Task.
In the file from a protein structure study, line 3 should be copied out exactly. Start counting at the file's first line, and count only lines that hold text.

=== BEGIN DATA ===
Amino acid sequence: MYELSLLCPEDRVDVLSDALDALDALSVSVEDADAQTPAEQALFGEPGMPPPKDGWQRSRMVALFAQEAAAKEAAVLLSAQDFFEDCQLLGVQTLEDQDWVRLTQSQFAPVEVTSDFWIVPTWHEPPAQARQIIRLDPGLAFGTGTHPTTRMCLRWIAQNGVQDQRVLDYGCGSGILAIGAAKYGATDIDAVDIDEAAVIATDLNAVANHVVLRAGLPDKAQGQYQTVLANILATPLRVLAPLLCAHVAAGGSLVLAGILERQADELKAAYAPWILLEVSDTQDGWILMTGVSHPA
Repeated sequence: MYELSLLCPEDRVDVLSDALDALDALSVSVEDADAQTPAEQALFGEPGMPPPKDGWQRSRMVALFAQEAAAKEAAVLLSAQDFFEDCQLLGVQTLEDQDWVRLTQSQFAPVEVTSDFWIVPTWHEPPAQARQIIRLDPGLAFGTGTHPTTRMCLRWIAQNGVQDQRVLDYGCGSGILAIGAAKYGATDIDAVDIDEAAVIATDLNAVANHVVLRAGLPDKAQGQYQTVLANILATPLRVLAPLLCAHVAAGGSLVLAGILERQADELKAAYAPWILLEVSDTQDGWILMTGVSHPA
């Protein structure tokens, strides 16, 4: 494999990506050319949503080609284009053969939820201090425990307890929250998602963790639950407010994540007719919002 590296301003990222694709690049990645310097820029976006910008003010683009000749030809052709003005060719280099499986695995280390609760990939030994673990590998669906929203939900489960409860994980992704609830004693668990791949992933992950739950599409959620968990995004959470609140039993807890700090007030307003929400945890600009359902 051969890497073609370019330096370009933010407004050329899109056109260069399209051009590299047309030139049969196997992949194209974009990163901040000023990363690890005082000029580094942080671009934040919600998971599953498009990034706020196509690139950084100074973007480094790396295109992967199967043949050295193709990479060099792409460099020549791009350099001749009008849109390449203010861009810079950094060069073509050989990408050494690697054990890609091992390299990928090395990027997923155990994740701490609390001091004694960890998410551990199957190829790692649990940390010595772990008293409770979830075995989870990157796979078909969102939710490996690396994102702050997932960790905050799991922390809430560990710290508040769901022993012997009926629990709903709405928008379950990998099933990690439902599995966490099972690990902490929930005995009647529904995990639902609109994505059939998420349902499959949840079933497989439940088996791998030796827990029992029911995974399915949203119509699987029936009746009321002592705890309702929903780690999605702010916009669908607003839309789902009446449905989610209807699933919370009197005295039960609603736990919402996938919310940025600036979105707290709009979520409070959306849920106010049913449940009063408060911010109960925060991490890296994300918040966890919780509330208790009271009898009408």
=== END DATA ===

């Protein structure tokens, strides 16, 4: 494999990506050319949503080609284009053969939820201090425990307890929250998602963790639950407010994540007719919002 590296301003990222694709690049990645310097820029976006910008003010683009000749030809052709003005060719280099499986695995280390609760990939030994673990590998669906929203939900489960409860994980992704609830004693668990791949992933992950739950599409959620968990995004959470609140039993807890700090007030307003929400945890600009359902 051969890497073609370019330096370009933010407004050329899109056109260069399209051009590299047309030139049969196997992949194209974009990163901040000023990363690890005082000029580094942080671009934040919600998971599953498009990034706020196509690139950084100074973007480094790396295109992967199967043949050295193709990479060099792409460099020549791009350099001749009008849109390449203010861009810079950094060069073509050989990408050494690697054990890609091992390299990928090395990027997923155990994740701490609390001091004694960890998410551990199957190829790692649990940390010595772990008293409770979830075995989870990157796979078909969102939710490996690396994102702050997932960790905050799991922390809430560990710290508040769901022993012997009926629990709903709405928008379950990998099933990690439902599995966490099972690990902490929930005995009647529904995990639902609109994505059939998420349902499959949840079933497989439940088996791998030796827990029992029911995974399915949203119509699987029936009746009321002592705890309702929903780690999605702010916009669908607003839309789902009446449905989610209807699933919370009197005295039960609603736990919402996938919310940025600036979105707290709009979520409070959306849920106010049913449940009063408060911010109960925060991490890296994300918040966890919780509330208790009271009898009408």